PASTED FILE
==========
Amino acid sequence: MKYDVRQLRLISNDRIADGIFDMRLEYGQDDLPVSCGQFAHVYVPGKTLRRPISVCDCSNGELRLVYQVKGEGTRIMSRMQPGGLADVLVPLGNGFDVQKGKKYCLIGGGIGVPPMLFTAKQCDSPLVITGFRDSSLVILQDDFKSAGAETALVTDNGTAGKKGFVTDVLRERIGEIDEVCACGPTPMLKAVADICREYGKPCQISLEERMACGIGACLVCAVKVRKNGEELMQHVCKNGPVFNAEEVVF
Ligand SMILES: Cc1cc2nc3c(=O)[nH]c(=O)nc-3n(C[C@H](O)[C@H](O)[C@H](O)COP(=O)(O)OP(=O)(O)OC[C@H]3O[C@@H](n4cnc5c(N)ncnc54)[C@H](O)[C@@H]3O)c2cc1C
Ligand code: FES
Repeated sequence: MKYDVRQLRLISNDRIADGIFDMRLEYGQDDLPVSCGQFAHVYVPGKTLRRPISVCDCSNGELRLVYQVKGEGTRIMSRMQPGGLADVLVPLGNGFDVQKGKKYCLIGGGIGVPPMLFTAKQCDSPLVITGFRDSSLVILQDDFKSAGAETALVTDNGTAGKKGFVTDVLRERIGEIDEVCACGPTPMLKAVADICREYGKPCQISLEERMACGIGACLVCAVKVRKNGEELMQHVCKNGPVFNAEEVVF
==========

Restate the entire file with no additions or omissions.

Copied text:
Amino acid sequence: MKYDVRQLRLISNDRIADGIFDMRLEYGQDDLPVSCGQFAHVYVPGKTLRRPISVCDCSNGELRLVYQVKGEGTRIMSRMQPGGLADVLVPLGNGFDVQKGKKYCLIGGGIGVPPMLFTAKQCDSPLVITGFRDSSLVILQDDFKSAGAETALVTDNGTAGKKGFVTDVLRERIGEIDEVCACGPTPMLKAVADICREYGKPCQISLEERMACGIGACLVCAVKVRKNGEELMQHVCKNGPVFNAEEVVF
Ligand SMILES: Cc1cc2nc3c(=O)[nH]c(=O)nc-3n(C[C@H](O)[C@H](O)[C@H](O)COP(=O)(O)OP(=O)(O)OC[C@H]3O[C@@H](n4cnc5c(N)ncnc54)[C@H](O)[C@@H]3O)c2cc1C
Ligand code: FES
Repeated sequence: MKYDVRQLRLISNDRIADGIFDMRLEYGQDDLPVSCGQFAHVYVPGKTLRRPISVCDCSNGELRLVYQVKGEGTRIMSRMQPGGLADVLVPLGNGFDVQKGKKYCLIGGGIGVPPMLFTAKQCDSPLVITGFRDSSLVILQDDFKSAGAETALVTDNGTAGKKGFVTDVLRERIGEIDEVCACGPTPMLKAVADICREYGKPCQISLEERMACGIGACLVCAVKVRKNGEELMQHVCKNGPVFNAEEVVF